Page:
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 Essence and uniqueness of the project 


The total estimated worldwide cost of dementia has reached $818 billion (£521 billion) and will become a trillion dollar disease finds the World Alzheimer Report 2015. Due to the increasing costs in health care, decreasing number of nurses and changes in laws and legislations, the family of a person with dementia is increasingly responsible for the care of older people who are no longer self-sufficient. It is important to denote that caring for a person with dementia by informal caregivers involves many positives such as meaningfulness, companionship and providing quality of life (World Alzheimer Report 2009). Studies showed that the management of dementia patients also places a particular burden on the caregiver and involves several economic and social costs. The burden becomes heavier as the disease progresses, since the increase of cognitive disorders and the resulting reduction of independence in daily life, together with the onset of behavioural symptoms, heighten the caregiver's distress, anxiety, depression and may cause impaired physical health. In fact, caring for a person with dementia is associated with more frequent visits of informal caregivers to health care professionals and more mental health problems. The challenge of aging societies and of a shrinking workforce of nurses has led to the trend that older persons are encouraged to stay in their own residences as long as possible with an increasing need for support from informal carers and supportive technologies. Whenever a PwD has to go to a care home, it is essential - due to a decreasing workforce of nurses - that they and the formal carers are supported with technologies that can decrease the care burden and increase the safety and quality of life of the person with dementia.

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Hundreds of AAL services and technologies have developed over the course of >10 years, however, very few made it to market with difficulties in scaling up. HAAL will support the AAL market and built a learning community in 4 countries. Within HAAL, every country will put forward a number of AAL solutions that have been proven effective within existing eco-systems and/or AAL projects. A pre-requisite is that these AAL solutions are interoperable (e.g, via UniversAAL). Every eco-system will adopt at least one successful solution from another country that will fit the eco-system’s need and demand based on meaningful try-outs, resulting in a package of AAL (care technologies; social platforms, etc.) solutions per country supported by a HAAL cloud-based system and mobile application. The AAL solutions should cover the various stages of dementia care, from cognitive problems, to MCI to late stages of dementia. In addition, the AAL solutions should support integrated care within the eco-system, with both PwD as (in)formal carers. In The Netherlands, the municipality of Haarlemmermeer will further scale-up the Compaan (tablet with social services) and integrate Sensara (life style monitoring) and the Medido medicine dispenser within their eco-system to strengthen a dementia friendly municipality. The bundle of Dutch AAL solutions will be further strengthened by a complementary and context valuable AAL solution from the other eco-systems.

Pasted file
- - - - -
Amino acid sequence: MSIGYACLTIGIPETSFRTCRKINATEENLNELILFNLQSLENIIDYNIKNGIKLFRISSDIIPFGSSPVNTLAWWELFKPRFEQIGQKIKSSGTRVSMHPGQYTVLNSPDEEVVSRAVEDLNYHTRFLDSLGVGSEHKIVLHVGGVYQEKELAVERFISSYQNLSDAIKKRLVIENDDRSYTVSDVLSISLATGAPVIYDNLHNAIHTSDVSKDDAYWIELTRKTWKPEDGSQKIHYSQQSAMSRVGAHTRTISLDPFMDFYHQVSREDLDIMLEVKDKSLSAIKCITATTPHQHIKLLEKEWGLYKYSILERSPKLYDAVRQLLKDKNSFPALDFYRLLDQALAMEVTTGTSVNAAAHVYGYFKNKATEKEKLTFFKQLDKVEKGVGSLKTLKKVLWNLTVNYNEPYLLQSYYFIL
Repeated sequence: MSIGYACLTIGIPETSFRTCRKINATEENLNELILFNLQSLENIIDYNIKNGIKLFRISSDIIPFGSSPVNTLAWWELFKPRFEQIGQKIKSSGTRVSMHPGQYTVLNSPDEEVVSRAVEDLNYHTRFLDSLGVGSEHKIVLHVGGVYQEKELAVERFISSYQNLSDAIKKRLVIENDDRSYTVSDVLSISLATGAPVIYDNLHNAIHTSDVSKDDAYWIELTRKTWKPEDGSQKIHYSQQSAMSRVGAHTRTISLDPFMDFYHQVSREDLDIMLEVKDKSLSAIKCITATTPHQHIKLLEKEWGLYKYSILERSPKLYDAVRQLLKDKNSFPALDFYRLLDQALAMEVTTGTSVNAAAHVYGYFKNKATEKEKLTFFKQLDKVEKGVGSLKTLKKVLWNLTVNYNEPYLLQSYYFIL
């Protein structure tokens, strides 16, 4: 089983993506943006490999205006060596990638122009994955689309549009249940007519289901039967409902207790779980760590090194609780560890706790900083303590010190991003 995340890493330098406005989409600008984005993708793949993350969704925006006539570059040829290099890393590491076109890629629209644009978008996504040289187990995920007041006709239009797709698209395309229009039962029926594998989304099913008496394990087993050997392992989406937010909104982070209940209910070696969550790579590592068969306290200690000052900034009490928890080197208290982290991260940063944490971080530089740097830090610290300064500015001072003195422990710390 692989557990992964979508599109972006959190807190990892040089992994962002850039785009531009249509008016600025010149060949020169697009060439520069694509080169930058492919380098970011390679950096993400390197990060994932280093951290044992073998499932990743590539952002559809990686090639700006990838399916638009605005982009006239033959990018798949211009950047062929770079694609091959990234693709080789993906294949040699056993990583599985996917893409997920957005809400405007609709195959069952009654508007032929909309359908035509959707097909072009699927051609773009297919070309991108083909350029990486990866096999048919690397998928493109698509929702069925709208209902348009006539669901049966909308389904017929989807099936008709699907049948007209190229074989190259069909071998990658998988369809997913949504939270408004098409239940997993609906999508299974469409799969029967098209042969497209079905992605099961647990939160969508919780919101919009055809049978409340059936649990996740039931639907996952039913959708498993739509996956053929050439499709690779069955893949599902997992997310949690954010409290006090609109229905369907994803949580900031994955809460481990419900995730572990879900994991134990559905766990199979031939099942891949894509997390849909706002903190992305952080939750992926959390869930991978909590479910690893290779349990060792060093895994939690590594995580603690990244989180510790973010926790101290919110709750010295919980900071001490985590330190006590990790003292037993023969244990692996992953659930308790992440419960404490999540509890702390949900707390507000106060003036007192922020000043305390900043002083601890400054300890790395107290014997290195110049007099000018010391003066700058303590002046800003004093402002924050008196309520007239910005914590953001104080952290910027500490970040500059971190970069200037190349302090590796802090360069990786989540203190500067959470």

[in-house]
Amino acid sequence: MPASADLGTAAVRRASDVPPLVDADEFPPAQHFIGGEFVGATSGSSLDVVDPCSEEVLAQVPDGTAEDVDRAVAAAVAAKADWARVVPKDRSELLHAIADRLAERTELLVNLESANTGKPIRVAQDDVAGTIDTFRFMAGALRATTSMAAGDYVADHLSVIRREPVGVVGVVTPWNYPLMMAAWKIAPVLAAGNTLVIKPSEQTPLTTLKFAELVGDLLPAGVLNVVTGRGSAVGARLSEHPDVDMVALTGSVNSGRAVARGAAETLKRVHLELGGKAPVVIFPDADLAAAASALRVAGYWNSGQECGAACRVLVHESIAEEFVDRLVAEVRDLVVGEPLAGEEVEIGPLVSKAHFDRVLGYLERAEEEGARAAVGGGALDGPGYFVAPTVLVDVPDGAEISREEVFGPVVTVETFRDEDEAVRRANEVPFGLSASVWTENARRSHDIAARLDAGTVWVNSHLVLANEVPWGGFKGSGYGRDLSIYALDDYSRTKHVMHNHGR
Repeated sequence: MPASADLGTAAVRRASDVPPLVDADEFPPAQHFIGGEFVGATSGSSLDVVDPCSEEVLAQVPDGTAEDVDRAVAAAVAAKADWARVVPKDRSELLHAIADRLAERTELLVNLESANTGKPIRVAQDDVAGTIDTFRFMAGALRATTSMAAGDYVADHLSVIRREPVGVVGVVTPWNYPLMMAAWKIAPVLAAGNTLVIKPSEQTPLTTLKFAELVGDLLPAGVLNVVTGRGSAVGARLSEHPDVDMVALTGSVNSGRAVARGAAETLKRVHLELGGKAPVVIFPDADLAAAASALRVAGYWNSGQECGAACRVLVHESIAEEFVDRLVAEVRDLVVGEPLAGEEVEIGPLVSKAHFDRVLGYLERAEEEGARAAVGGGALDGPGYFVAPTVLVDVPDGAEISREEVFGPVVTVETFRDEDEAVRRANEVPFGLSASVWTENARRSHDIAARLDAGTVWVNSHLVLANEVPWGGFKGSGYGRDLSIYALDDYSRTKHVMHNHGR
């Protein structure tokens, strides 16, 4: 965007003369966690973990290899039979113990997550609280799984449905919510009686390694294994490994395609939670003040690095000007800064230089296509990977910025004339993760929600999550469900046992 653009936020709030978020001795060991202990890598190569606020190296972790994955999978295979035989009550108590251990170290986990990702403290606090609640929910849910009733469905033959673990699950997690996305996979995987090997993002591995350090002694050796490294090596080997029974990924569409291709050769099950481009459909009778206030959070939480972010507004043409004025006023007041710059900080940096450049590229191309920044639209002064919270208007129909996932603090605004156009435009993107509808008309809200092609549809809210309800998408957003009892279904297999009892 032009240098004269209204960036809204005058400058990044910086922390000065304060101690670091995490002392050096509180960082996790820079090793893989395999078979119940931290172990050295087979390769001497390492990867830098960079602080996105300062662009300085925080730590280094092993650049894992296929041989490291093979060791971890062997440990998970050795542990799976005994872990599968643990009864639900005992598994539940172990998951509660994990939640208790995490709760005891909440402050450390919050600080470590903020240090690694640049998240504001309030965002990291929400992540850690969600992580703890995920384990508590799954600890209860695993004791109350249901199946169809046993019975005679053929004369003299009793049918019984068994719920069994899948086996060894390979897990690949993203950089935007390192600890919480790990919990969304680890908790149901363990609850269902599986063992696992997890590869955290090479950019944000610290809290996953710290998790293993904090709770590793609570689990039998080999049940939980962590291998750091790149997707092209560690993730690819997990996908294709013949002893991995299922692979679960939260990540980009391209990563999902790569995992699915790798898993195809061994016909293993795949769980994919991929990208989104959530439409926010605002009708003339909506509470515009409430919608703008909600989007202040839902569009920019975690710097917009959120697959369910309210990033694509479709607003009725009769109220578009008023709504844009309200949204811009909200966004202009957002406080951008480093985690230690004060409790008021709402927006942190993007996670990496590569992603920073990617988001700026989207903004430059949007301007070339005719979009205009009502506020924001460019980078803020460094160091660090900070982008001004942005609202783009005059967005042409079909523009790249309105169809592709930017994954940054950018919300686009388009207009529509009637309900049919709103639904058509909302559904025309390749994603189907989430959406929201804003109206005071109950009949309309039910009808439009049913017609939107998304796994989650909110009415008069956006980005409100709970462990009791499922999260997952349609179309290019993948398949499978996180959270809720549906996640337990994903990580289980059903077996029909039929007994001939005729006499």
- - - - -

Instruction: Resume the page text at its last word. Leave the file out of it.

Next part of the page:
In Taiwan, Yuan Ze University can provide 2 of the 3 solutions from Taiwan The first one is “AIoT senior care bedroom” to support PwD in later stages. The second one is “WhizToys for combined physical activity and cognitive training”. Both solutions are already deployed in Banciao veteran dementia nursing home for field trial. In addition, National Cheng Kung University can provide physical rehabilitation & cognitive training for people with dementia by means of “Tipr for improving self-care and cognitive abilities.


Finally, in Austria, UNIPERCARE will provide a TV platform, dynamic GPS tracking and fall detection by 2PCS & FreeWalker, and well-being surveillance technologies from COGVIS (FearLess).

The HAAL services - in particular the ones that support the first phases of dementia – can support seniors to stay longer in their own residence with some degree of independence, which would decrease the workload of caregivers. The ability to adapt to individual needs over the dementia patient journey, support integrated care and provide AAL services accordingly is unique, thereby supporting user acceptance, trust, and over time; cost-effectiveness. In HAAL we will co-create, perform meaningful try-outs, develop and evaluate the added value of an AAL eco-system, since these types of existing and evidence-based.

In at least The Netherlands an extended regional ecosystem is also necessary for financing the technology during the patient journey of a person with dementia also involving three sequentially financing stakeholders interacting which each other. In the business modelling this is further explored and researched as a base for the commercialization. There is a direct link to the AAL-project RESILIEN-T (2019 – 2021, coordination INCRA), developing on the senior tablet Compaan (NL) an interactive application for the support of the self-management of people with Mild Cognitive Impairment. Compaan is leading commercial partner for RESILIEN-T and will be also involved in HAAL as leading commercial partner for the Dutch part. Several partners from RESILIEN-T are also involved in HAAL, so the experience and results of RESILIEN-T can be brought directly into HAAL. With its RESILIEN-T application for people with MCI, Compaan is the first technology in the Dutch chain of technology during the patient journey of a Person with Dementia. 

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